August 16, 2013
What intrigues us is the way in which laws restricting political speech–in the areas of both campaign finance and taxation–are vital to, as Firestone puts it, “Ms. Clinton’s political future.”
We noted Tuesday that Mrs. Clinton is using her sinecure at the Clinton Foundation–a charity that is fully tax-exempt under Section 501(c)(3) of the tax code–as a “formal apparatus” to prepare for a prospective campaign for president in 2016. Yesterday’s Times features a lengthy investigative report on the foundation. . . .
Difficult it no doubt is. It would be insurmountable if the Clintons (Bill in particular) lacked the star power that makes raising a $250 million endowment a feasible goal. That kind of money will enable the Clintons to buy the legal expertise to make sure everything they do complies with the letter of the law–no matter how shady it may seem to use a 501(c)(3) charity as a political vehicle. . . .
On Tuesday we asked if the Internal Revenue Service would investigate the Clinton Foundation for evidently acting as a front group for a political campaign. The question was facetious; as we wrote, the Obama IRS only goes after little guys.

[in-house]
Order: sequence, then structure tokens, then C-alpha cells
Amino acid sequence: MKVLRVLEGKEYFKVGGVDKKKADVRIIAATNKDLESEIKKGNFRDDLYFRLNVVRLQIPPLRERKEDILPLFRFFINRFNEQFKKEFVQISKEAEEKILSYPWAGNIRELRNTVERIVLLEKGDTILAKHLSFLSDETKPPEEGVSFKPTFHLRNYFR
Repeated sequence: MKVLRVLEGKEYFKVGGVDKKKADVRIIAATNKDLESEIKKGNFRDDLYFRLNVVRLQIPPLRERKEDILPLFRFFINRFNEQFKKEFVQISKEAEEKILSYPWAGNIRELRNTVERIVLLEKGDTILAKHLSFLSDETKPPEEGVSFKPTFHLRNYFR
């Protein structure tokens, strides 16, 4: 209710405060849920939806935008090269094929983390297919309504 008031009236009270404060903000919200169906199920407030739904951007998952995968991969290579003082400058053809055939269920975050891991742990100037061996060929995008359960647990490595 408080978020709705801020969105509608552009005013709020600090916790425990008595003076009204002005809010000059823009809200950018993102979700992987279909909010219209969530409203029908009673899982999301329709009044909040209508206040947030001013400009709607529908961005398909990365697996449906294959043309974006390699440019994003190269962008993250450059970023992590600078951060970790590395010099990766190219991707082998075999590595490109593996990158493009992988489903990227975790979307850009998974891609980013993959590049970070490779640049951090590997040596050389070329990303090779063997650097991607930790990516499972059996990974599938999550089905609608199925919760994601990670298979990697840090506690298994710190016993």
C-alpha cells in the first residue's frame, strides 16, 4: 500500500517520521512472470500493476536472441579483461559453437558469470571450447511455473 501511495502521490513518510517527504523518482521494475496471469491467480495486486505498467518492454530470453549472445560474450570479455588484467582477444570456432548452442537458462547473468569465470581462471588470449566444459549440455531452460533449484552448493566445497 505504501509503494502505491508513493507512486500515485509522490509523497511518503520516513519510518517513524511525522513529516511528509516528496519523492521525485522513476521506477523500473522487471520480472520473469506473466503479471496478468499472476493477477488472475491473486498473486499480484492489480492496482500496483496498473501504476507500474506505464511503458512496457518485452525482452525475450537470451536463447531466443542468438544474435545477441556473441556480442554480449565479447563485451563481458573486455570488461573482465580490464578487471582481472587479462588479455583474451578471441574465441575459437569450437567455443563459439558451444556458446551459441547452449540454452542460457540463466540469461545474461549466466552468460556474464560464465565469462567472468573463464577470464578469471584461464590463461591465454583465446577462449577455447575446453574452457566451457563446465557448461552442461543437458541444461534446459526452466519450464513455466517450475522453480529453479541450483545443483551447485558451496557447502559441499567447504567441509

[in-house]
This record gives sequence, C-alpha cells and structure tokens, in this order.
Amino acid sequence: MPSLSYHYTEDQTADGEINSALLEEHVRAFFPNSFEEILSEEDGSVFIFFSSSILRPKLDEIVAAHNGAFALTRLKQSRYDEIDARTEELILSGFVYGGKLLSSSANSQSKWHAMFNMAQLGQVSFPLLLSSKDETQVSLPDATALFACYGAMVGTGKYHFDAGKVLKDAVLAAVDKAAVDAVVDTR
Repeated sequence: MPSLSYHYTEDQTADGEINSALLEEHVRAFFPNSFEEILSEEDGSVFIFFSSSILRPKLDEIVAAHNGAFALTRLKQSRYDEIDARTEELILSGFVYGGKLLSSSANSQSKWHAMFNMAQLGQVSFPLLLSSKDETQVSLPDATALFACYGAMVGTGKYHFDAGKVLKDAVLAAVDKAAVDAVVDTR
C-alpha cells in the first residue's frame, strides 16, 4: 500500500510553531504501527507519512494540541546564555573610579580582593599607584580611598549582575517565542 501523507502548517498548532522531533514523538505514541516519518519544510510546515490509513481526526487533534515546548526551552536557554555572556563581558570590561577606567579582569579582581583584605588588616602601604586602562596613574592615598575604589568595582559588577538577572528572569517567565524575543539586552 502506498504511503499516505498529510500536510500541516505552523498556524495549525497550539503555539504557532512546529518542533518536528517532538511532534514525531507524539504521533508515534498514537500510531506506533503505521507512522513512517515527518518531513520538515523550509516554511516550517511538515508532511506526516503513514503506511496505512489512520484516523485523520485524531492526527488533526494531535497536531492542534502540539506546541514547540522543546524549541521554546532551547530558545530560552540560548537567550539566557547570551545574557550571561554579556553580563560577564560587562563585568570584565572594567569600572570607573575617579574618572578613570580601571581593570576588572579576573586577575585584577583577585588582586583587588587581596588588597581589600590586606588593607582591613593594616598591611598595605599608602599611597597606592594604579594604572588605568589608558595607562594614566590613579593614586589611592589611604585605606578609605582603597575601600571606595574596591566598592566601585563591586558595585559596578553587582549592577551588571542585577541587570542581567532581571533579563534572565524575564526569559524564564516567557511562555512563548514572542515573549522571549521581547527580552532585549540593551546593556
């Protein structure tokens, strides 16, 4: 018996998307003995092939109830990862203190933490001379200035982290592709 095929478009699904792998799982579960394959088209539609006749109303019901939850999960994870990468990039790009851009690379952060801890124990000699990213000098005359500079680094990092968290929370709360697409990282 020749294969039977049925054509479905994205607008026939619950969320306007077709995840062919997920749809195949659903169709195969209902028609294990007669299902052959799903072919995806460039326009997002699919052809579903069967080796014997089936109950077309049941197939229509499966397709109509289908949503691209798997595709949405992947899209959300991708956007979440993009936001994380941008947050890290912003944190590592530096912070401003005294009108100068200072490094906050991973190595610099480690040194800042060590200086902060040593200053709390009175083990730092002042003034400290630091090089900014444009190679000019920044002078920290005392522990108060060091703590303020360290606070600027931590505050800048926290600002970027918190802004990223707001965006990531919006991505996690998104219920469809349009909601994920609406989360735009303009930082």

The biggest problem with the IRS scandal, of course, is that it involved viewpoint discrimination: Conservative groups were at far greater risk than liberal ones of intrusive scrutiny. That is why one cannot rule out the possibility that the 2012 election was stolen on Obama’s behalf.
Democrats have tried to wave this problem away by pointing to a handful of unlucky lefties that got caught in the net. The scandal would be less severe if the IRS had in fact been evenhanded in its persecution of small political groups. But it would still have been a problem for American democracy, and the Clinton Foundation story shows why.
Read the whole thing.